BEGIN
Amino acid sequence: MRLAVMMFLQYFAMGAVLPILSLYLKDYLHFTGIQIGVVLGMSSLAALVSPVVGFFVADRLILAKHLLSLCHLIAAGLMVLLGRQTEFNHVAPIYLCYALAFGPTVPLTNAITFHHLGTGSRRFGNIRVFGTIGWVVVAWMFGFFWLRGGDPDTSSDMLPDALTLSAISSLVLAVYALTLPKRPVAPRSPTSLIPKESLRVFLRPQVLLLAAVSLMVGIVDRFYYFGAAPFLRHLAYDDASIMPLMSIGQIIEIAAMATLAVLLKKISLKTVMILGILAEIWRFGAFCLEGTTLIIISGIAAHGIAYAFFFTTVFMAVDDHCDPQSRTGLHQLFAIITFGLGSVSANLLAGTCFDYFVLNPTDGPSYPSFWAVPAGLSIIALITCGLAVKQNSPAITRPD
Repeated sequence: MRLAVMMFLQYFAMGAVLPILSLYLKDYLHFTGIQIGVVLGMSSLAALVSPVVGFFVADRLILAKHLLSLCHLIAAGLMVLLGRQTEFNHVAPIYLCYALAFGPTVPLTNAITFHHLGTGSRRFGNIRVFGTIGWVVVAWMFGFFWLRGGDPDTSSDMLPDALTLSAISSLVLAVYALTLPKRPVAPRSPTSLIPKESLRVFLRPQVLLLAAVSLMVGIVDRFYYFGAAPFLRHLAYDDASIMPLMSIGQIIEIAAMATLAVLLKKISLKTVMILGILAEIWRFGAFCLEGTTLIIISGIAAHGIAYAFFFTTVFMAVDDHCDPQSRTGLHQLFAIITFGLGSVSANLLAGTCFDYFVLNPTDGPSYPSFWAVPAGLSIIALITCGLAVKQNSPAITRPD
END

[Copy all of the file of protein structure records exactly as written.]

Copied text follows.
Amino acid sequence: MRLAVMMFLQYFAMGAVLPILSLYLKDYLHFTGIQIGVVLGMSSLAALVSPVVGFFVADRLILAKHLLSLCHLIAAGLMVLLGRQTEFNHVAPIYLCYALAFGPTVPLTNAITFHHLGTGSRRFGNIRVFGTIGWVVVAWMFGFFWLRGGDPDTSSDMLPDALTLSAISSLVLAVYALTLPKRPVAPRSPTSLIPKESLRVFLRPQVLLLAAVSLMVGIVDRFYYFGAAPFLRHLAYDDASIMPLMSIGQIIEIAAMATLAVLLKKISLKTVMILGILAEIWRFGAFCLEGTTLIIISGIAAHGIAYAFFFTTVFMAVDDHCDPQSRTGLHQLFAIITFGLGSVSANLLAGTCFDYFVLNPTDGPSYPSFWAVPAGLSIIALITCGLAVKQNSPAITRPD
Repeated sequence: MRLAVMMFLQYFAMGAVLPILSLYLKDYLHFTGIQIGVVLGMSSLAALVSPVVGFFVADRLILAKHLLSLCHLIAAGLMVLLGRQTEFNHVAPIYLCYALAFGPTVPLTNAITFHHLGTGSRRFGNIRVFGTIGWVVVAWMFGFFWLRGGDPDTSSDMLPDALTLSAISSLVLAVYALTLPKRPVAPRSPTSLIPKESLRVFLRPQVLLLAAVSLMVGIVDRFYYFGAAPFLRHLAYDDASIMPLMSIGQIIEIAAMATLAVLLKKISLKTVMILGILAEIWRFGAFCLEGTTLIIISGIAAHGIAYAFFFTTVFMAVDDHCDPQSRTGLHQLFAIITFGLGSVSANLLAGTCFDYFVLNPTDGPSYPSFWAVPAGLSIIALITCGLAVKQNSPAITRPD